Monday, June 28, 2010

Rome, Italy

I spent two fast, wonderful, and tiring days in Rome.  It is indeed a beautiful city- mostly old and rarely new.  Flew over business class (nice) and back in coach (not so nice, but I slept most of the way).  I gained two new friends, and enjoyed spending time with an old friend.  Through the generosity of one of my new friends, we were able to stay in a very nice apartment directly across the street from the Vatican.  It was less than a block to the entrance of the Vatican Museum.  We toured the city, with Simona as our guide.  Being from Italy, she knew the city and shepherded us from one site to another.   On the first day, at the Trevi fountain, we ran into two of the flight attendants from our flight over.  It was enjoyable to connect with them in the midst of a crowd of tourists.  We ate wonderful Italian food, and enjoyed gelato.  We spent time walking through St. Peters and taking in the museum.  St. Peters is large and beautiful.  I realized that it is a church that honors mostly those who served the church, rather than about spirituality.  Unfortunately, many of my interior photos did not come out as good as I would have liked.  We toured the Sistine Chapel and I took a few clandestine photos of the famous Michelangelo ceiling frescoes.   There is a bit of what seems to me to be ghoulish in Roman Churches.  Bodies and skeletons are encased below alters.  Not sure why it’s necessary but in some cases it seemed liked Madame Tussaud’s without the admission fee.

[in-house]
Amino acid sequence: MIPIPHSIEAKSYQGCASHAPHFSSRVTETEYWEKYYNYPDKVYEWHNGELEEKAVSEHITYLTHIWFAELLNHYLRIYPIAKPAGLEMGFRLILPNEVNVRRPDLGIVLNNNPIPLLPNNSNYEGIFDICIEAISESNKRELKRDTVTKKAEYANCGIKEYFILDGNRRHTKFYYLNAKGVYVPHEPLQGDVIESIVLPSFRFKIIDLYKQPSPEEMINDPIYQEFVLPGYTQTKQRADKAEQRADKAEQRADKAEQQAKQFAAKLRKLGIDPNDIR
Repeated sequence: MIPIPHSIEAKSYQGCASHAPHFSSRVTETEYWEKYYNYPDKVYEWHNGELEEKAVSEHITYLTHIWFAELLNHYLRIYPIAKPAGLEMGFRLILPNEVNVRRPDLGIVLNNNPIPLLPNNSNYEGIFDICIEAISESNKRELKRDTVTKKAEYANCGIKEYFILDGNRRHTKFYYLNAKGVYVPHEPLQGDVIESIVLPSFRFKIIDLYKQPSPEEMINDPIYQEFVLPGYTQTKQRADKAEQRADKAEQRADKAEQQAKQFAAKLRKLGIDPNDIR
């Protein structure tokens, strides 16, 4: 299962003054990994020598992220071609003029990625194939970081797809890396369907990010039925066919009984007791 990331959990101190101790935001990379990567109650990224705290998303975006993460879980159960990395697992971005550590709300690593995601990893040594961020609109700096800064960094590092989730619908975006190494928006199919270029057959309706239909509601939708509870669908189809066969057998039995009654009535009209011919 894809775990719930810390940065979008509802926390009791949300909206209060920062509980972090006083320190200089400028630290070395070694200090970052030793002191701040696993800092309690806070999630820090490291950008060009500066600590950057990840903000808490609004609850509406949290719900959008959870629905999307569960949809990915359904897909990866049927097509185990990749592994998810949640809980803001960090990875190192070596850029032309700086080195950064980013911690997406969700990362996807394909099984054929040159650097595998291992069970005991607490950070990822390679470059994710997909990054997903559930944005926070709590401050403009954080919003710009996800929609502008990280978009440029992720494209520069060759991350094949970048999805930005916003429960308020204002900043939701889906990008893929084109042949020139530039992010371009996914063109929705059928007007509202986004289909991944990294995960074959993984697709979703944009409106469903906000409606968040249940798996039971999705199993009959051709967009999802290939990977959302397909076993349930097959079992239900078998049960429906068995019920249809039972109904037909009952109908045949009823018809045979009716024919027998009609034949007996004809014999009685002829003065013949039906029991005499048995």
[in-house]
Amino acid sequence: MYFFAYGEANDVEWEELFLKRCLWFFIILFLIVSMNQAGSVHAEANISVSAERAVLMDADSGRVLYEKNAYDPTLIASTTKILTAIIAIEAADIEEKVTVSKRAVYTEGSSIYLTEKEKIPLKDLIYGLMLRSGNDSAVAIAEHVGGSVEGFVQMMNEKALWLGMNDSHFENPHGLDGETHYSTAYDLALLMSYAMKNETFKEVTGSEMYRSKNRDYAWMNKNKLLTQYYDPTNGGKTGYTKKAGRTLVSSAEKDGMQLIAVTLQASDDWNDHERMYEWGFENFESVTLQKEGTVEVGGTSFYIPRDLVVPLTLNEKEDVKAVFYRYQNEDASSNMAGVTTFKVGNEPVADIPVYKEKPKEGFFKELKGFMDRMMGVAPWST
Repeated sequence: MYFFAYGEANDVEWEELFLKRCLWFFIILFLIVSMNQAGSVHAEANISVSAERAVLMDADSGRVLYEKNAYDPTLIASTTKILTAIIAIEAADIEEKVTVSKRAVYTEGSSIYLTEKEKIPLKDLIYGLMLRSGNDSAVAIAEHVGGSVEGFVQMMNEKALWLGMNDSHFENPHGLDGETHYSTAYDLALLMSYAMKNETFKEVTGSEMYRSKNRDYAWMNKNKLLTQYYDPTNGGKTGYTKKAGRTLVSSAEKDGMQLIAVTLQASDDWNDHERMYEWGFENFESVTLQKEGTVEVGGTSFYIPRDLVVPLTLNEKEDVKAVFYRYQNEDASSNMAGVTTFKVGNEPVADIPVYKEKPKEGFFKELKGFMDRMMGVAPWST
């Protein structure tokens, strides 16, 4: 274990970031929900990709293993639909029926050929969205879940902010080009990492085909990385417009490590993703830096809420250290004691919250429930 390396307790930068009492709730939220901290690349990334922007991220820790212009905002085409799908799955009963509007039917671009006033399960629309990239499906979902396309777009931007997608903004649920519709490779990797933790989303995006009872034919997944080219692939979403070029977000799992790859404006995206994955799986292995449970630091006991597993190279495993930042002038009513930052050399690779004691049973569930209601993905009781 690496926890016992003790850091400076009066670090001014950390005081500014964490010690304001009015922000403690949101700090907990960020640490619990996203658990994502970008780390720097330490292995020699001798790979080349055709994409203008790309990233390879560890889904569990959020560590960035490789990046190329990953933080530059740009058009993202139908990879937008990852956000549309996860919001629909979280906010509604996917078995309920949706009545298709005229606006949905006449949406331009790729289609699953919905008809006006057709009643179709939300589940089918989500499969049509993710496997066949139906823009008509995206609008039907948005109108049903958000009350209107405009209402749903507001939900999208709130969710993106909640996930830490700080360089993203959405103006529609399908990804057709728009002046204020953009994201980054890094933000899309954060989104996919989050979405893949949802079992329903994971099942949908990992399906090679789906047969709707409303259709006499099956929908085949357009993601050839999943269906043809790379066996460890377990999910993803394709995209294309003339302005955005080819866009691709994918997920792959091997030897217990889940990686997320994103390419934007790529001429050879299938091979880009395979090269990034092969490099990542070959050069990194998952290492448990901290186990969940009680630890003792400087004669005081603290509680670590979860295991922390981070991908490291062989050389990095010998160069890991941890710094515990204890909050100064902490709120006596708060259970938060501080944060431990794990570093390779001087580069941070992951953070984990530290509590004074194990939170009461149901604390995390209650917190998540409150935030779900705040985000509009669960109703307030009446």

The wealth of the church is no more in evidence than in Rome.  From its gold leaf to its gold chalices, it reeks of worldly wealth.  I kept thinking of those who died in order for the church to accumulate all that it has, and how those starving the world would look upon the church’s booty. 

The city of Rome is very interesting.  I could see no signs that anything new has been built in the recent past.  I started to take pictures of the buildings thinking that I would run out of historic places to photograph.  In truth, I could take photos for a week and not run out of old, wonderful buildings to take pictures of.  Most buildings do not exceed four stories, so it is scaled for people.  The streets are narrow and there is an uneasy alliance between the auto and the pedestrian. There are few sidewalks in Rome so one frequently is walking on very uneven cobblestones.  The city does have, however, extensive public transportation, including a subway and surface trolleys. 

The Tiber River runs through the city.  We wanted to walk along its walkway, but were cautioned not to do so because of the threat of being accosted by drug dealers.  The river itself appears to be dirty, but its turbidity may have little to do with pollution. 

One major disappointment about the city is the graffiti that appears everywhere- I mean everywhere- in the city.  Beautiful old buildings have been tagged extensively.  To me, it is sad.  There are probably places that should be open to taggers (such as railway corridors) in order than their energies might be concentrated without desecrating history. 
Please enjoy my photos. 

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